D.E. Shaw’s top shareholder activist Koffey leaves hedge fund

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(Reuters) – Hedge fund manager Quentin Koffey, who joined D.E. Shaw & Co two years ago from Elliott Management Corp to lead its shareholder activism strategy, has left to join Senator Investment Group LP, the firms told Reuters on Thursday.

The move is a setback for D.E. Shaw, which is seeking to emulate Elliott as a generalist hedge fund with strong activist leanings, advocating for major changes at companies, such as putting themselves up for sale.

Some funds are using activism to distinguish themselves with strategies that cannot be replaced by cheaper index funds, as investors spurn hedge funds with high fees and lackluster returns, pulling out billions from the $3 trillion industry.

Koffey left D.E. Shaw this week and no replacement has been announced internally, people familiar with the matter said. He will start work in July at Senator, an 11-year-old hedge fund which specializes in so-called event-driven investing such as mergers, one of the sources added.

“We do not expect any material changes to our activist positions due to Quentin’s departure,” D.E. Shaw spokesman Randall Whitestone said by email. “Activism is an important tool that we will continue to use when necessary to create shareholder value.”

“As the pace of change in business accelerates, there is a compelling opportunity for us to work collaboratively with management teams to help them strengthen their businesses and create value for shareholders,” Senator founders Alexander Klabin and Douglas Silverman said in an emailed statement.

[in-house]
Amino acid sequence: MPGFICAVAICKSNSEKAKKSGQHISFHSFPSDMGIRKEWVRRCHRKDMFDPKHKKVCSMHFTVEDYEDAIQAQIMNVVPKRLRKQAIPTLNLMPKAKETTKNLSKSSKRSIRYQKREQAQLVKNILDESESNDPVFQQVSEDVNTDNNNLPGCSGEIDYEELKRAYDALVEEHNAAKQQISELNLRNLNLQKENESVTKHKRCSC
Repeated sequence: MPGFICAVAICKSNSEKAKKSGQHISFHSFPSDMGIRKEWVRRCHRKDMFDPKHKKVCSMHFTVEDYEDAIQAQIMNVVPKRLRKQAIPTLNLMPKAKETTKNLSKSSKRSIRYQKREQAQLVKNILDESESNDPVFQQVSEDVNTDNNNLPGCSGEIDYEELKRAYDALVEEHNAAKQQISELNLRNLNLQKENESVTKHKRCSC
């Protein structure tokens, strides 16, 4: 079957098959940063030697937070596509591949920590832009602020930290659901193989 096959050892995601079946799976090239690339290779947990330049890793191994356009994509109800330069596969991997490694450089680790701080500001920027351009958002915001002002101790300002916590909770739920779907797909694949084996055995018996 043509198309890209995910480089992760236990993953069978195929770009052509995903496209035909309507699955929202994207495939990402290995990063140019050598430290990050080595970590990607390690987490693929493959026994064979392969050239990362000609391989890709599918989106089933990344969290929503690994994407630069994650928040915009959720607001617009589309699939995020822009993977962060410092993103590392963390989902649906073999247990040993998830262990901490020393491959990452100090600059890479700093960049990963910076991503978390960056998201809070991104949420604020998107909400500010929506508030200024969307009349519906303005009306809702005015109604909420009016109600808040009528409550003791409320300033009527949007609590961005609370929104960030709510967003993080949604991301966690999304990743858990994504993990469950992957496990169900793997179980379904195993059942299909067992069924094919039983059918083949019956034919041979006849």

Koffey could not be reached for comment.

D.E. Shaw, known for its computer-driven trading, became a bigger presence in shareholder activism under Koffey. With bets on home improvement retailer Lowe’s Companies and grain trader Bunge Ltd, Koffey convinced these companies to shake up their boards.

Senator is less than one-fifth the size of D.E. Shaw, with about $7.7 billion in assets. Senator has been looking to hire someone for over a year to boost its shareholder activism, according to the sources.

At Senator, Koffey will work with a research team, staffed by former McKinsey consultants, who are seeking to invest major stakes in companies with managements it can work with to make improvements, one of the sources said.

Koffey spent seven years working at Paul Singer’s Elliott, widely viewed as one of Wall Streets most successful activist investors, before moving to D.E. Shaw in 2017.

Reporting by Svea Herbst-Bayliss in Boston; Editing by Richard Chang

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